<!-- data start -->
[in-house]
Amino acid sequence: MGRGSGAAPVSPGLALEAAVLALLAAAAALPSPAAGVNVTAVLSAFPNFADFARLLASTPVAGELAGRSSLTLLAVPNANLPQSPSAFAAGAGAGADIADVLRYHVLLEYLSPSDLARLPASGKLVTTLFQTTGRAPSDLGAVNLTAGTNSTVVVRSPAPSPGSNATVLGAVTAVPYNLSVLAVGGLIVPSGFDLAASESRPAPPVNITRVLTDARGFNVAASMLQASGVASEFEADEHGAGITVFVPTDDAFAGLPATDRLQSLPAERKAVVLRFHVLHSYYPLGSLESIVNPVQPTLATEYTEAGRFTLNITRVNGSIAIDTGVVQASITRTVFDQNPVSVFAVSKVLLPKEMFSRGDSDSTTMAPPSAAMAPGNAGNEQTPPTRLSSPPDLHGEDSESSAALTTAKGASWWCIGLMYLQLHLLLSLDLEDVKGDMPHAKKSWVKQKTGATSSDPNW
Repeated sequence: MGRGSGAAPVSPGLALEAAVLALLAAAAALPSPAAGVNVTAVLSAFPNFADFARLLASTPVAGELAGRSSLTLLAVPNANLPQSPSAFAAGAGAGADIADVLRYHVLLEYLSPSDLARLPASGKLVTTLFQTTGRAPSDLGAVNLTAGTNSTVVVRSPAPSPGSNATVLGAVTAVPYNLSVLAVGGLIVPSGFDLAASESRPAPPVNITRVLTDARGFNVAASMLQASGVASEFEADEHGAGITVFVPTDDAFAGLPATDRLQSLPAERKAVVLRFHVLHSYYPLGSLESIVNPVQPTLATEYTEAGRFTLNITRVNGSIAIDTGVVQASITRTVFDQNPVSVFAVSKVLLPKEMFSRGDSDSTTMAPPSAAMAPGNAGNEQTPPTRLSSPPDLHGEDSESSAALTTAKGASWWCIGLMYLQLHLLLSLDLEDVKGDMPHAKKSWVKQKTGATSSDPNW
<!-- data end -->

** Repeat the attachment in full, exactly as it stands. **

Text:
[in-house]
Amino acid sequence: MGRGSGAAPVSPGLALEAAVLALLAAAAALPSPAAGVNVTAVLSAFPNFADFARLLASTPVAGELAGRSSLTLLAVPNANLPQSPSAFAAGAGAGADIADVLRYHVLLEYLSPSDLARLPASGKLVTTLFQTTGRAPSDLGAVNLTAGTNSTVVVRSPAPSPGSNATVLGAVTAVPYNLSVLAVGGLIVPSGFDLAASESRPAPPVNITRVLTDARGFNVAASMLQASGVASEFEADEHGAGITVFVPTDDAFAGLPATDRLQSLPAERKAVVLRFHVLHSYYPLGSLESIVNPVQPTLATEYTEAGRFTLNITRVNGSIAIDTGVVQASITRTVFDQNPVSVFAVSKVLLPKEMFSRGDSDSTTMAPPSAAMAPGNAGNEQTPPTRLSSPPDLHGEDSESSAALTTAKGASWWCIGLMYLQLHLLLSLDLEDVKGDMPHAKKSWVKQKTGATSSDPNW
Repeated sequence: MGRGSGAAPVSPGLALEAAVLALLAAAAALPSPAAGVNVTAVLSAFPNFADFARLLASTPVAGELAGRSSLTLLAVPNANLPQSPSAFAAGAGAGADIADVLRYHVLLEYLSPSDLARLPASGKLVTTLFQTTGRAPSDLGAVNLTAGTNSTVVVRSPAPSPGSNATVLGAVTAVPYNLSVLAVGGLIVPSGFDLAASESRPAPPVNITRVLTDARGFNVAASMLQASGVASEFEADEHGAGITVFVPTDDAFAGLPATDRLQSLPAERKAVVLRFHVLHSYYPLGSLESIVNPVQPTLATEYTEAGRFTLNITRVNGSIAIDTGVVQASITRTVFDQNPVSVFAVSKVLLPKEMFSRGDSDSTTMAPPSAAMAPGNAGNEQTPPTRLSSPPDLHGEDSESSAALTTAKGASWWCIGLMYLQLHLLLSLDLEDVKGDMPHAKKSWVKQKTGATSSDPNW